82 - Valery Gergiev - Scriabin Symphony No 2 - artist page

Emerging at the dawn of the twentieth century, the idiosyncratic structures of Scriabin’s early symphonies display the Russian’s unique approach. His Second Symphony blends echoes of Strauss, Tchaikovsky and Wagner, with sweeping climaxes, swirling colours, and passages of majestic intensity over the course of its five movements

Producer: James Mallinson
Engineering: Classic Sound Ltd
Recorded: Live in DSD, April 2014, Barbican Hall, London


Despite a tepid reception for his First Symphony in 1900, Scriabin was undiscouraged and immediately embarked on a Second. He originally intended it to have a vocal element, as with his First Symphony, but his publisher insisted on a purely orchestral work. It is another substantial work that goes beyond the standard four-movement symphonic structure: its five movements are presented in three parts – the first and second are played without a break, as are the fourth and fifth, and these stand either side of a long, slow movement.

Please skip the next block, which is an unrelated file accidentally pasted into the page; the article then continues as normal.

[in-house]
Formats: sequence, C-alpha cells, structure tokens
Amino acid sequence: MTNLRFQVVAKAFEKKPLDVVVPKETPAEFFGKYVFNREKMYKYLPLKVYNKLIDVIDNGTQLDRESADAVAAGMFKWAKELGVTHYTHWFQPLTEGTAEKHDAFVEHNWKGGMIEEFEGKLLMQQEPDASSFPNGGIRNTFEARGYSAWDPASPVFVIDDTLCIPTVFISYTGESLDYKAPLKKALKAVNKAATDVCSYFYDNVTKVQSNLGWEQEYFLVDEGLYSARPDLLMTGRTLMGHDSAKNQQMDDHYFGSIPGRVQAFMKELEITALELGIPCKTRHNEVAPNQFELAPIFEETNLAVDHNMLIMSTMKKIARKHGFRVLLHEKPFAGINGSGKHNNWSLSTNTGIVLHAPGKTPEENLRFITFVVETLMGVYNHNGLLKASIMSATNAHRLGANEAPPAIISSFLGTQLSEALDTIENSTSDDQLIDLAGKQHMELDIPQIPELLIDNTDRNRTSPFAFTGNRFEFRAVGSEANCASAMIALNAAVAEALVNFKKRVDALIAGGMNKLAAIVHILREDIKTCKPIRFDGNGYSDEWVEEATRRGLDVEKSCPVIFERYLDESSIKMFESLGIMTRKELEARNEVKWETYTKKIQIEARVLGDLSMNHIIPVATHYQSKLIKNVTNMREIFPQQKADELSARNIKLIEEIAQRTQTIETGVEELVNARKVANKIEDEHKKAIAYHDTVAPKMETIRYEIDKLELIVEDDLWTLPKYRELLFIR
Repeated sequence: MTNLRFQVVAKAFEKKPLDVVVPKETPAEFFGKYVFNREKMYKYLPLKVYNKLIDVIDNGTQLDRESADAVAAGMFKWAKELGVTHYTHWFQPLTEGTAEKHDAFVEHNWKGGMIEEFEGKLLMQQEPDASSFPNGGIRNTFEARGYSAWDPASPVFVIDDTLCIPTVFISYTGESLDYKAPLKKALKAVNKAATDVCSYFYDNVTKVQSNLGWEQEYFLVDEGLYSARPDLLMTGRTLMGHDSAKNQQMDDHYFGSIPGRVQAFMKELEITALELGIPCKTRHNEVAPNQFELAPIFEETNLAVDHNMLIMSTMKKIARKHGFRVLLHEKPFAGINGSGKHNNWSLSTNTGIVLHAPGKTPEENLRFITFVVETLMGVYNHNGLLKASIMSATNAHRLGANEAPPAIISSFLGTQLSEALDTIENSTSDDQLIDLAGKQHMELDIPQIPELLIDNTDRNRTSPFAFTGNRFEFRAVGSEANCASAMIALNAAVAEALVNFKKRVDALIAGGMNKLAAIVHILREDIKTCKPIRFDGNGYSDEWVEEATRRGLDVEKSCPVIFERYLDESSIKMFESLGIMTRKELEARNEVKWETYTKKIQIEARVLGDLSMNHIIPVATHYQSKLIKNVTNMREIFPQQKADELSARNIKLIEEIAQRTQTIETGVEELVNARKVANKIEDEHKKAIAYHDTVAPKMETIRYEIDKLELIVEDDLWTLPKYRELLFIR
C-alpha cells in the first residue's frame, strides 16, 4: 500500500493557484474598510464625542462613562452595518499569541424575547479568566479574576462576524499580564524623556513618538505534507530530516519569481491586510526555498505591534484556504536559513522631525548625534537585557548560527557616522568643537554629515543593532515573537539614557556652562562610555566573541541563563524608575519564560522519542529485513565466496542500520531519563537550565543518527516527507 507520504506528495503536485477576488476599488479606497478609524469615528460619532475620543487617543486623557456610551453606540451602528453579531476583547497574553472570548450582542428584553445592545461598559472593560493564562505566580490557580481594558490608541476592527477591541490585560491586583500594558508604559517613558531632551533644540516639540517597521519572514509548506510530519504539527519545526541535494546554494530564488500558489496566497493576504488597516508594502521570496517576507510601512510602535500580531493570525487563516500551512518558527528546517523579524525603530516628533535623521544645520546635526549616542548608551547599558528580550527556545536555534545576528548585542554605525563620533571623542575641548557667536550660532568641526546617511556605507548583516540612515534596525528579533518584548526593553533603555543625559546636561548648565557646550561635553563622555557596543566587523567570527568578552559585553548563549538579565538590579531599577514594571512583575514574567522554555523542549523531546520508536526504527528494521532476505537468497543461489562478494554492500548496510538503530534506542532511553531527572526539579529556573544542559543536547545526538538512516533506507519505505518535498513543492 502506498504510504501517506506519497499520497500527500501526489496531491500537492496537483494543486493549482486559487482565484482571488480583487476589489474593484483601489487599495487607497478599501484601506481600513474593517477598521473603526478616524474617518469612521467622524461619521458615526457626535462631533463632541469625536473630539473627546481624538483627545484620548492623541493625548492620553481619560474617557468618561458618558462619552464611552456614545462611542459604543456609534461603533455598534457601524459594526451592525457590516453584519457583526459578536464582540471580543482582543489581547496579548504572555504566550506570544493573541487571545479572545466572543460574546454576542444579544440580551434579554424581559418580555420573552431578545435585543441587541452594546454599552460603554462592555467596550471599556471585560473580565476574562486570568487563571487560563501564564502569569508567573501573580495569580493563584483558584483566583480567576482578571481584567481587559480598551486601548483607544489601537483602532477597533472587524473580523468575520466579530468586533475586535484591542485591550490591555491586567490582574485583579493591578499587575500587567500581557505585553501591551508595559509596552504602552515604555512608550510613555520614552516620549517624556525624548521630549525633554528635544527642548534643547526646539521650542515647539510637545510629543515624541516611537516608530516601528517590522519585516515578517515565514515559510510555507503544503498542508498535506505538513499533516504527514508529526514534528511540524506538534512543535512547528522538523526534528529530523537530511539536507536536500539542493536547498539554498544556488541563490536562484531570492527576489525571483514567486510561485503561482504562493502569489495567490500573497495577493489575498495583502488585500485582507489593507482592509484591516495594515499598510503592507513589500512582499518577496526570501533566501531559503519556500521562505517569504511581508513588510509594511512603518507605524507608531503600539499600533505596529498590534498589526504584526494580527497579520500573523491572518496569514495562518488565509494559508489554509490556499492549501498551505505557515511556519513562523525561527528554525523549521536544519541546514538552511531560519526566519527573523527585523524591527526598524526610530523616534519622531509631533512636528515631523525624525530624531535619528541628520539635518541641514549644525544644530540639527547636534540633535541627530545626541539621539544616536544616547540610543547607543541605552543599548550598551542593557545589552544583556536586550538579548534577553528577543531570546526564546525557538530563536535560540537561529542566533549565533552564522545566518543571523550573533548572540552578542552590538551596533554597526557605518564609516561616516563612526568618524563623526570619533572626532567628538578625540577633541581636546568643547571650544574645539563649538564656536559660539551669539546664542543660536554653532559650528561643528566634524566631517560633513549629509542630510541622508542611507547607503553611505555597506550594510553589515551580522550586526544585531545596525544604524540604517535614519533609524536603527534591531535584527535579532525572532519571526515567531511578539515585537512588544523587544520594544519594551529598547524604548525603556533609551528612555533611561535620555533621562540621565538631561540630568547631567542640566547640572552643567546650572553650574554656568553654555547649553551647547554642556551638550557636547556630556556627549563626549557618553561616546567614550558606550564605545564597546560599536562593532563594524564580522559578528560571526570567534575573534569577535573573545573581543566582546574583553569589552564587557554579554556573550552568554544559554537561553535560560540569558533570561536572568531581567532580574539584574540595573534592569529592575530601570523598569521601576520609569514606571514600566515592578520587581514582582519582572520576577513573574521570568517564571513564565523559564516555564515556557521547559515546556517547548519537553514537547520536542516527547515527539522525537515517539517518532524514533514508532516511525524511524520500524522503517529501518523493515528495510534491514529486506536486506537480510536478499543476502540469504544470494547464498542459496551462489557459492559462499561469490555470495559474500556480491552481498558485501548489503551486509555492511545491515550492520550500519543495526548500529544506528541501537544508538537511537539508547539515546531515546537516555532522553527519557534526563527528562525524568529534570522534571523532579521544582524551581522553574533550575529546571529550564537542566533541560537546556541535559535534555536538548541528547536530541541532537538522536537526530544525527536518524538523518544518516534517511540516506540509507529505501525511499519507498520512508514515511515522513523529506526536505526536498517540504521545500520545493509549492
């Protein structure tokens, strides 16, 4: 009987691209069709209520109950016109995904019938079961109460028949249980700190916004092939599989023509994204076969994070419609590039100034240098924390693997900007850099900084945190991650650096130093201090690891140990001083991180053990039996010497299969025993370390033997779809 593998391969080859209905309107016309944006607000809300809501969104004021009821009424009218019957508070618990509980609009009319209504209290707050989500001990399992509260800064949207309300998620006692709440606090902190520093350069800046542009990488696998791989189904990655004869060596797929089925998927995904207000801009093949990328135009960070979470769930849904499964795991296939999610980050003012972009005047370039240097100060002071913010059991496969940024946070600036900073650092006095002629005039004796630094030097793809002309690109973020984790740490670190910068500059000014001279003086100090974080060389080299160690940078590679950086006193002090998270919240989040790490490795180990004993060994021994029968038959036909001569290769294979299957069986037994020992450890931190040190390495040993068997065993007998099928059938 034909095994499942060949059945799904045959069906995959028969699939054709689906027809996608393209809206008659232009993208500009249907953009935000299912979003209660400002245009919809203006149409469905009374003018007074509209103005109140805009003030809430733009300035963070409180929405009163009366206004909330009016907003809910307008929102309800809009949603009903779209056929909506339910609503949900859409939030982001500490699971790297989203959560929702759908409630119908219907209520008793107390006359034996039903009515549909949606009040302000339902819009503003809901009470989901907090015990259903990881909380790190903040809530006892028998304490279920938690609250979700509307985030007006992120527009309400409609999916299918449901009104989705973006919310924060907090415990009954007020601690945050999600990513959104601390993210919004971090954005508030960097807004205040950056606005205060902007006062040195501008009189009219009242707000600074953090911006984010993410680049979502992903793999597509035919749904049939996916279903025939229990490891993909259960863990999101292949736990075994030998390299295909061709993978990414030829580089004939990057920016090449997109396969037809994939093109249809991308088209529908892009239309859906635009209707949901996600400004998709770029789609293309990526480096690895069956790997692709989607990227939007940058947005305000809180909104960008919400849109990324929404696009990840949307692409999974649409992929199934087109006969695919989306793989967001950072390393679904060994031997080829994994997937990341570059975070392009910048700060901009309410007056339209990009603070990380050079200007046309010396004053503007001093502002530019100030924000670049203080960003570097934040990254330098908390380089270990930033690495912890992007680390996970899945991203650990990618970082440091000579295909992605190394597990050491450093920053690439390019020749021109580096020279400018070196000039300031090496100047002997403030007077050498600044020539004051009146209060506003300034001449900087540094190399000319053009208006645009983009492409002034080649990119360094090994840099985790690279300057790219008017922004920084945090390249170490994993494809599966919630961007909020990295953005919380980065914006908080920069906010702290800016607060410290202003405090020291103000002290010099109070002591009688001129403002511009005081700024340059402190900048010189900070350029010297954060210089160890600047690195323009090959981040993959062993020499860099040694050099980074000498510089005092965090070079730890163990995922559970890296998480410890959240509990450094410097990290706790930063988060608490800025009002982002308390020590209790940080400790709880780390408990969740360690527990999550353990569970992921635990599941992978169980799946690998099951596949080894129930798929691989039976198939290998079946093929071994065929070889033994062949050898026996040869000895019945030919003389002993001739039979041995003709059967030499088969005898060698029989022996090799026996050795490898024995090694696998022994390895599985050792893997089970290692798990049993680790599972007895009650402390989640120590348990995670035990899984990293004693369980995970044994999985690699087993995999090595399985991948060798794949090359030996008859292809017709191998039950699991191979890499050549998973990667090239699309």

The music, as with much of Scriabin’s output, is characterised by contrasts: dramatic and rhythmically incisive themes, such as at the opening of the Second and Fourth movements, are balanced by those that are harmonically complex and rhythmically fluid (for example, much of the middle, slow movement). There is also a sense of development throughout the work – the initial sombre, brooding C minor theme, heard at the symphony’s opening on a solo clarinet, is gradually transformed during the third and fourth movements before reappearing as a brilliant march, providing the main material of the C major finale.

In later years, Scriabin believed he had somewhat missed the mark in the finale – having aimed at ‘radiant triumph’, he felt he had achieved something more like ‘a military parade’. Yet, with Gergiev’s insightful conducting and the luxurious sonority of the London Symphony Orchestra combining to give a superlative performance, perhaps Scriabin’s original intention has finally been realised?

Adapted from programme notes by Andrew Huth.

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